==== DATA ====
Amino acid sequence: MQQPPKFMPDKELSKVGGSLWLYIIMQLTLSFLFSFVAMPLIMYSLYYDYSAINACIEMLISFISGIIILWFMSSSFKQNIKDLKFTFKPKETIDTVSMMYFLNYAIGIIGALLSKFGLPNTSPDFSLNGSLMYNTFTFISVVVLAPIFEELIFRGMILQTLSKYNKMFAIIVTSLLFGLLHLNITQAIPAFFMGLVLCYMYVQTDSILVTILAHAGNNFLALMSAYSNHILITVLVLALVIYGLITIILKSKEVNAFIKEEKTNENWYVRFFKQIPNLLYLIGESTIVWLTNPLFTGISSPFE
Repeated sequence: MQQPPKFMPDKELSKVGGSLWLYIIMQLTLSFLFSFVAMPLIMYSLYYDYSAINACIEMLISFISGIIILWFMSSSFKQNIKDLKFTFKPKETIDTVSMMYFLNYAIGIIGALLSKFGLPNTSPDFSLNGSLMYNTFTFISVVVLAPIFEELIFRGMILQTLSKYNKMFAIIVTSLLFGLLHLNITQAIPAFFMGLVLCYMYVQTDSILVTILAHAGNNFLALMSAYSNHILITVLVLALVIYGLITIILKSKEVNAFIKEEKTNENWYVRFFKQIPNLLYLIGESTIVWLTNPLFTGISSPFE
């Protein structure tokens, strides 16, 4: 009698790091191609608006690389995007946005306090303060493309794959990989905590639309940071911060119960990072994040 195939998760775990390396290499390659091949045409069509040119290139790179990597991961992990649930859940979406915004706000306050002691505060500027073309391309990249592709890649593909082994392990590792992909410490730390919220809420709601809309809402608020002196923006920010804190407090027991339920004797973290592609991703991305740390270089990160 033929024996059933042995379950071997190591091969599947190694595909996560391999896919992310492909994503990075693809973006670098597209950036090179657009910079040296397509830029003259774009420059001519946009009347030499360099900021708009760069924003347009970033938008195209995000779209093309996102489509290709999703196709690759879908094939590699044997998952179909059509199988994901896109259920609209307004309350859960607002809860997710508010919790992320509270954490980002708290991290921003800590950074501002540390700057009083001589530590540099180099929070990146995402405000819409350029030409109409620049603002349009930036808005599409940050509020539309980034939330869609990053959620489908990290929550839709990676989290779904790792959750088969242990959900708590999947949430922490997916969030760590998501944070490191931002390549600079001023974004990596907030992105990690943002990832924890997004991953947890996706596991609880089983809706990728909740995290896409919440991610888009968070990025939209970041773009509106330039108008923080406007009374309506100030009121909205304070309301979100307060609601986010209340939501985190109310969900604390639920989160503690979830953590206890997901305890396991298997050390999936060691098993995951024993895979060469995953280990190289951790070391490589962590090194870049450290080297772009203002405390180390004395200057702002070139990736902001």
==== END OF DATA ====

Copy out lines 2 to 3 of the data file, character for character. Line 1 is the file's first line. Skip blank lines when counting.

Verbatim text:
Repeated sequence: MQQPPKFMPDKELSKVGGSLWLYIIMQLTLSFLFSFVAMPLIMYSLYYDYSAINACIEMLISFISGIIILWFMSSSFKQNIKDLKFTFKPKETIDTVSMMYFLNYAIGIIGALLSKFGLPNTSPDFSLNGSLMYNTFTFISVVVLAPIFEELIFRGMILQTLSKYNKMFAIIVTSLLFGLLHLNITQAIPAFFMGLVLCYMYVQTDSILVTILAHAGNNFLALMSAYSNHILITVLVLALVIYGLITIILKSKEVNAFIKEEKTNENWYVRFFKQIPNLLYLIGESTIVWLTNPLFTGISSPFE
């Protein structure tokens, strides 16, 4: 009698790091191609608006690389995007946005306090303060493309794959990989905590639309940071911060119960990072994040 195939998760775990390396290499390659091949045409069509040119290139790179990597991961992990649930859940979406915004706000306050002691505060500027073309391309990249592709890649593909082994392990590792992909410490730390919220809420709601809309809402608020002196923006920010804190407090027991339920004797973290592609991703991305740390270089990160 033929024996059933042995379950071997190591091969599947190694595909996560391999896919992310492909994503990075693809973006670098597209950036090179657009910079040296397509830029003259774009420059001519946009009347030499360099900021708009760069924003347009970033938008195209995000779209093309996102489509290709999703196709690759879908094939590699044997998952179909059509199988994901896109259920609209307004309350859960607002809860997710508010919790992320509270954490980002708290991290921003800590950074501002540390700057009083001589530590540099180099929070990146995402405000819409350029030409109409620049603002349009930036808005599409940050509020539309980034939330869609990053959620489908990290929550839709990676989290779904790792959750088969242990959900708590999947949430922490997916969030760590998501944070490191931002390549600079001023974004990596907030992105990690943002990832924890997004991953947890996706596991609880089983809706990728909740995290896409919440991610888009968070990025939209970041773009509106330039108008923080406007009374309506100030009121909205304070309301979100307060609601986010209340939501985190109310969900604390639920989160503690979830953590206890997901305890396991298997050390999936060691098993995951024993895979060469995953280990190289951790070391490589962590090194870049450290080297772009203002405390180390004395200057702002070139990736902001």